August 22, 2016
If a modest intention of poetry is to stop time, then Don Domanski succeeds masterfully in Fetishes of the Floating World. This numbered series of eighteen reflective poems, published by espresso (an imprint of paperplates books) in a beautifully crafted chapbook, is in lockstep with eternity.
Each poem is aware of the energy of the sonnet form; the series averages fourteen lines a poem but each one varies from nine to twenty-two. Like those of us who know city streets but prefer to wander, Domanski likes “to make/ a sacred moment somewhere off the grid”. These lyrical poems don’t drift into solipsism or sentimentality. His use of spaces instead of punctuation emphasizes his pauses, moderating the speaking voice with unhurried human breath. The clear syntax moves with subtle grace.
Domanski, like his description of a dragonfly focusing in on a midge, gathers in his cadences and tightens the present tense. In addition to the apt word choices, juxtapositions and phrasing there is cumulative beauty in a series where this poet calls back earlier images and concepts. An aquatic bug paddling along the pond’s surface with oarlike hind legs is scientifically ‘a water boatman’; but because in an earlier poem we were on the ‘Charon blue’ that “you cross / to get to the other side” that echo helps us “know its dark grace could carry the world”. In poem 1 “green eyes of the grass blink / and adjust their vision” along with the poet and the reader; in poem 14 we are beside the poet and with “the ocean with its ear to the shore listening for / blades of grass”.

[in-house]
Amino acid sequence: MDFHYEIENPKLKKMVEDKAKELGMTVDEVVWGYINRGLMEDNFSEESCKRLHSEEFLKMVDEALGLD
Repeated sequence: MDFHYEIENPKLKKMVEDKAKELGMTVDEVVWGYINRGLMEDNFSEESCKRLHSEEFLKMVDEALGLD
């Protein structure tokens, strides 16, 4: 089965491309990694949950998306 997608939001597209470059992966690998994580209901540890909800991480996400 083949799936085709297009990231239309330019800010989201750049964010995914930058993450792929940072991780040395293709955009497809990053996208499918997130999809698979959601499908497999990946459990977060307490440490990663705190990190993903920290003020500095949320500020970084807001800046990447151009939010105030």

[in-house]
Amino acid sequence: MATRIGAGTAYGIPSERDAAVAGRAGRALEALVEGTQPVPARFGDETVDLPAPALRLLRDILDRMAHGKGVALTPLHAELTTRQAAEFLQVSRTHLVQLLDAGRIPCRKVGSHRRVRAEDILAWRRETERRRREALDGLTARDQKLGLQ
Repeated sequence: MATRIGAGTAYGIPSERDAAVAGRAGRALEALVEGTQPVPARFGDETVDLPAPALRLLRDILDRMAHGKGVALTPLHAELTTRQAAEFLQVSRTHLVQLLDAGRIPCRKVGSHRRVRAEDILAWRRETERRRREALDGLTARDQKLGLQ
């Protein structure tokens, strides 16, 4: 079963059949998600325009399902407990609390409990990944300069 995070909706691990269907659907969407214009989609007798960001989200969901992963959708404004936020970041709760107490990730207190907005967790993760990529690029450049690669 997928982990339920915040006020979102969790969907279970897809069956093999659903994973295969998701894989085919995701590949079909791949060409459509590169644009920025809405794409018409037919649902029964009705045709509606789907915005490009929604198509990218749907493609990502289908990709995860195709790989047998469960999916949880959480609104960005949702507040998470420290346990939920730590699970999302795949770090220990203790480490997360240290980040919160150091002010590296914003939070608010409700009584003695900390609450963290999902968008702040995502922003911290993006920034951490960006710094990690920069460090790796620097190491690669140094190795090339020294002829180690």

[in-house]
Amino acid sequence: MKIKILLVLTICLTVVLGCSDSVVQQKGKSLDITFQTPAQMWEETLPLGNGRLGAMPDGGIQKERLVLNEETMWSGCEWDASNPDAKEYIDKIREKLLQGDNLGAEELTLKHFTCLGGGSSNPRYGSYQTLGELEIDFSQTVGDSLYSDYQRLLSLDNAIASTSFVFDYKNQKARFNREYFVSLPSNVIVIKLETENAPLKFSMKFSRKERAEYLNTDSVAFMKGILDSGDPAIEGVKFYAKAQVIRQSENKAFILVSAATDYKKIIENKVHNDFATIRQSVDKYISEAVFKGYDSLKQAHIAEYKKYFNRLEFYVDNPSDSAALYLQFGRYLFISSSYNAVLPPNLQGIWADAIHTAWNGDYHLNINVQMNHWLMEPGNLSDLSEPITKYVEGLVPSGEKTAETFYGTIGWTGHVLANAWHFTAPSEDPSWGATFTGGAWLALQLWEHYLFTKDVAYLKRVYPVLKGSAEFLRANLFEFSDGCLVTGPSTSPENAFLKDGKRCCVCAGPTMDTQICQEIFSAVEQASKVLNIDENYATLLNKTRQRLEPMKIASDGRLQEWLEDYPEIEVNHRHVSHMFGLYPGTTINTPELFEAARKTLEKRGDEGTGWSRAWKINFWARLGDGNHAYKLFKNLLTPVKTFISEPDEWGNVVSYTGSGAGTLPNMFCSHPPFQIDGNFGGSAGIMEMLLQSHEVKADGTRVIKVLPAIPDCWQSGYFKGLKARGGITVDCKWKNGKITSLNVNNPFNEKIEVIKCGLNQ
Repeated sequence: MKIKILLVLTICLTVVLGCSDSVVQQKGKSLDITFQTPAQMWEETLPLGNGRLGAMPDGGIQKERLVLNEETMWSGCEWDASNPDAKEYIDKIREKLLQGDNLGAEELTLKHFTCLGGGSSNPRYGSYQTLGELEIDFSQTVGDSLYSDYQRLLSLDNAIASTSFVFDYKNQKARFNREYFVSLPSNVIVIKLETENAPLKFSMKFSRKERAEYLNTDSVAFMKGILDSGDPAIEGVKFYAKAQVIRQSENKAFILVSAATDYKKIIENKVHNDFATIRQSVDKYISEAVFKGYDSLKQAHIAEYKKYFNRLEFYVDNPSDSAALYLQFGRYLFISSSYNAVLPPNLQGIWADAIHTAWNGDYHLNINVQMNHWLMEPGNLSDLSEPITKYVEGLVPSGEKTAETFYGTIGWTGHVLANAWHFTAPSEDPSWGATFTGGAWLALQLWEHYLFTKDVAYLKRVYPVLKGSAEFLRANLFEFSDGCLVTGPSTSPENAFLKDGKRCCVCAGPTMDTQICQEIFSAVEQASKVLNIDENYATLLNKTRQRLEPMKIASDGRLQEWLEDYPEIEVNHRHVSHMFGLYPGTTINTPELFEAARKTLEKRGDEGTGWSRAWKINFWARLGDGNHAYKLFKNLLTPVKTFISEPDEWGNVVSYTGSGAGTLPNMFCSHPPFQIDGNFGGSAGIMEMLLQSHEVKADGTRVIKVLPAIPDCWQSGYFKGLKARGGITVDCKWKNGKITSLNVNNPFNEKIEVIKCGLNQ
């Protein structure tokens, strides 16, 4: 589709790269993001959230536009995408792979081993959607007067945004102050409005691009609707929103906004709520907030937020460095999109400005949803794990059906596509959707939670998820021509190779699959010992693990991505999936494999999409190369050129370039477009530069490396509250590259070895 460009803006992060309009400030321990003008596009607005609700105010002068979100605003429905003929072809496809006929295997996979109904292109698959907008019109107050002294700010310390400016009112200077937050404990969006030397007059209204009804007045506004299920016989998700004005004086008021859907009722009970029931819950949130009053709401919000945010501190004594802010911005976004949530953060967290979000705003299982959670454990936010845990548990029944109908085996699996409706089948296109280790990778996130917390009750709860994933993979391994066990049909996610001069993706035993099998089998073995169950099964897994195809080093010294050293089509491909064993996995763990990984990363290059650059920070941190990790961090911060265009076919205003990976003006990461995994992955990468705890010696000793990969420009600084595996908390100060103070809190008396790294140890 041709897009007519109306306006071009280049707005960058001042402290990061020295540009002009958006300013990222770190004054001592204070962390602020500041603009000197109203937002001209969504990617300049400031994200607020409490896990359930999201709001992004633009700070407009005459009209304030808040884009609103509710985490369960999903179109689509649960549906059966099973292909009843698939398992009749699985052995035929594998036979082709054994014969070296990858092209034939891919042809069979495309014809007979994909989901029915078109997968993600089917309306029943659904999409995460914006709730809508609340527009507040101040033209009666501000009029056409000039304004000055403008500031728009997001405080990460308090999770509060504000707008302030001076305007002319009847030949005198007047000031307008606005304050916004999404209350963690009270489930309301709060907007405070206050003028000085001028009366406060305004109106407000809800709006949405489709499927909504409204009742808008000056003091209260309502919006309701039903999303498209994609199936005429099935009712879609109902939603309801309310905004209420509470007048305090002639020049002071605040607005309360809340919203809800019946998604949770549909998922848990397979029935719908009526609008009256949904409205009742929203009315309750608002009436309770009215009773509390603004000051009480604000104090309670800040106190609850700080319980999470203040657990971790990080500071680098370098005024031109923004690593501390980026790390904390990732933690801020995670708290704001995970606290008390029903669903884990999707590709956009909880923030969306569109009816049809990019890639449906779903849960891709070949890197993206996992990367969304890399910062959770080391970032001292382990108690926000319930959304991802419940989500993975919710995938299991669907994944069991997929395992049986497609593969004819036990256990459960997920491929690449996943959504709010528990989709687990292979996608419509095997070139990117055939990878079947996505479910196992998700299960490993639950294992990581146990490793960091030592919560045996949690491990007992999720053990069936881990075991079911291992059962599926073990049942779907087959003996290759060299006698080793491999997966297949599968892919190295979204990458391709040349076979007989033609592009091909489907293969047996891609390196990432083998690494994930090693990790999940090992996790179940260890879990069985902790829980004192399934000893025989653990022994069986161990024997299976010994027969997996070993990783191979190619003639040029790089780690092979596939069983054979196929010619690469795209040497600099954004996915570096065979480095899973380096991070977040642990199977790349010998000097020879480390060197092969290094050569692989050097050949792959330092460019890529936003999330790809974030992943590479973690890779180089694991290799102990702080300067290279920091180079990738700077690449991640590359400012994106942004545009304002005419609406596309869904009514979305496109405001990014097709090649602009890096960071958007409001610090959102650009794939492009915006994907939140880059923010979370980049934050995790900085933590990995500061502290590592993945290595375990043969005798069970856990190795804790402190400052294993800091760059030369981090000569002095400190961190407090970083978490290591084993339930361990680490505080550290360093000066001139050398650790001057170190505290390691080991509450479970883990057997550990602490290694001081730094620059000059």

Though they are gleaned from the “Gnostic text / hidden in plain sight” that Don Domanski finds in the natural world; these transparent poems are a pleasure to read. Nevertheless, be aware that in these contemplative lines we aren’t simply at ease in nature, we are invited into darkness and silence.